In 2014, Curtis Copeland, special counsel to the Administrative Conference of the United States, published an independent report detailing the vast number of regulations that were not reported to Congress. The report was consistent with earlier studies and reports Mr. Copeland had prepared for GAO and the Congressional Research Service. His 2014 report states:
During the first half of 2014, federal agencies submitted 835 final rules to GAO – less than half of those published during this period, and 647 fewer rules than would have been submitted at the 88% rate of submission. Although most of the missing rules from 2012 through the first half of 2014 appear to be routine or informational in nature, they also included at least six rules that were considered “major” under the CRA (e.g., rules with a $100 million annual effect on the economy) and at least 37 other rules that were considered “significant” under Executive Order 12866.
The report also agrees that regulations not submitted to Congress cannot legally take effect.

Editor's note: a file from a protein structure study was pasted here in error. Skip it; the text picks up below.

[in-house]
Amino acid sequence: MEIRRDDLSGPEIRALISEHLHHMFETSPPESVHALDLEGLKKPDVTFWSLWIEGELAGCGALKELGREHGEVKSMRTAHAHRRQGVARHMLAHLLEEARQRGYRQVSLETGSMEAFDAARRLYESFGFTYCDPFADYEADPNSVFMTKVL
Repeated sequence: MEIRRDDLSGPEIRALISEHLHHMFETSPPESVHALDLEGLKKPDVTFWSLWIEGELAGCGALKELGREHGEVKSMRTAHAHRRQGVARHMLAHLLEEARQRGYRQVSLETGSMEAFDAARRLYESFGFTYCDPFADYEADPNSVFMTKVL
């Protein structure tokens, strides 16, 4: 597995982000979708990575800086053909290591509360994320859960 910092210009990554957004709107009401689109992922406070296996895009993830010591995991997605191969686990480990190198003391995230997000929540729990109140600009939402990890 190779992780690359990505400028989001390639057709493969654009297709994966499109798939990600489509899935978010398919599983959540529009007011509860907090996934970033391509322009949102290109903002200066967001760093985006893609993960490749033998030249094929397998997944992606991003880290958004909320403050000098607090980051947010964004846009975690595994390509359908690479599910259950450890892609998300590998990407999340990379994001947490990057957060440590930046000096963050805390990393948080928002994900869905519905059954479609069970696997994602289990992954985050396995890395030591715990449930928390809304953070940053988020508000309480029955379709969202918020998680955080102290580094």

Although the report was housed for over two years on the Administrative Conference's website and received press attention in major national newspapers, it was removed in recent weeks. The ACUS research chief informed this site that it was removed because it is not an officially-commissioned ACUS report; the chief did not object to it being published elsewhere, nor did he indicate that anyone at ACUS questioned the validity of its special counsel’s scholarship. We don’t know why such an important work, cited previously by the press, was not retained on this independent agency’s website with a new disclaimer regarding its origin, but the author stands by his research today. You can read an archived PDF file of it here.